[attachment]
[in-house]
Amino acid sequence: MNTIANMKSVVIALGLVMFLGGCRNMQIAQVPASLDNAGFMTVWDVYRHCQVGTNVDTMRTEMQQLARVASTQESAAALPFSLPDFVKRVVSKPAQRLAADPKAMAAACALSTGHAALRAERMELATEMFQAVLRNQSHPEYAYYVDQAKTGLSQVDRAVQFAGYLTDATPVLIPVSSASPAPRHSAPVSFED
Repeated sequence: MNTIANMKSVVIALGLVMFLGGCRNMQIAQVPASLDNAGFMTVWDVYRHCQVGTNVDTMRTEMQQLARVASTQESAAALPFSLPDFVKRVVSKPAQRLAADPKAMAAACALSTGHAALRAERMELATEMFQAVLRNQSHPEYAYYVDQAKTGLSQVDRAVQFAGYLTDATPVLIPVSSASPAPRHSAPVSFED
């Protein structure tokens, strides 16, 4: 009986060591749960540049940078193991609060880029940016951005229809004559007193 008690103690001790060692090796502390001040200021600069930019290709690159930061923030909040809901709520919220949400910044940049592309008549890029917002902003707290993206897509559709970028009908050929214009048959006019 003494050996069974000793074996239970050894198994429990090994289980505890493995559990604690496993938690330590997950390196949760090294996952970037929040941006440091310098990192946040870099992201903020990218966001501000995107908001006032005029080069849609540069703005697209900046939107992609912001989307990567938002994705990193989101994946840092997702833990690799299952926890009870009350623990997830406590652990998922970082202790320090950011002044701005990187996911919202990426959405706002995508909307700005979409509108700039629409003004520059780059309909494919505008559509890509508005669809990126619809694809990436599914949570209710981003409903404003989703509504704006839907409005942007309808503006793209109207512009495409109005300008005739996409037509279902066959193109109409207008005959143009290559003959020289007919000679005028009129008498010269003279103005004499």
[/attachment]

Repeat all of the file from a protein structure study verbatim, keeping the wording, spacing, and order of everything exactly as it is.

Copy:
[in-house]
Amino acid sequence: MNTIANMKSVVIALGLVMFLGGCRNMQIAQVPASLDNAGFMTVWDVYRHCQVGTNVDTMRTEMQQLARVASTQESAAALPFSLPDFVKRVVSKPAQRLAADPKAMAAACALSTGHAALRAERMELATEMFQAVLRNQSHPEYAYYVDQAKTGLSQVDRAVQFAGYLTDATPVLIPVSSASPAPRHSAPVSFED
Repeated sequence: MNTIANMKSVVIALGLVMFLGGCRNMQIAQVPASLDNAGFMTVWDVYRHCQVGTNVDTMRTEMQQLARVASTQESAAALPFSLPDFVKRVVSKPAQRLAADPKAMAAACALSTGHAALRAERMELATEMFQAVLRNQSHPEYAYYVDQAKTGLSQVDRAVQFAGYLTDATPVLIPVSSASPAPRHSAPVSFED
């Protein structure tokens, strides 16, 4: 009986060591749960540049940078193991609060880029940016951005229809004559007193 008690103690001790060692090796502390001040200021600069930019290709690159930061923030909040809901709520919220949400910044940049592309008549890029917002902003707290993206897509559709970028009908050929214009048959006019 003494050996069974000793074996239970050894198994429990090994289980505890493995559990604690496993938690330590997950390196949760090294996952970037929040941006440091310098990192946040870099992201903020990218966001501000995107908001006032005029080069849609540069703005697209900046939107992609912001989307990567938002994705990193989101994946840092997702833990690799299952926890009870009350623990997830406590652990998922970082202790320090950011002044701005990187996911919202990426959405706002995508909307700005979409509108700039629409003004520059780059309909494919505008559509890509508005669809990126619809694809990436599914949570209710981003409903404003989703509504704006839907409005942007309808503006793209109207512009495409109005300008005739996409037509279902066959193109109409207008005959143009290559003959020289007919000679005028009129008498010269003279103005004499």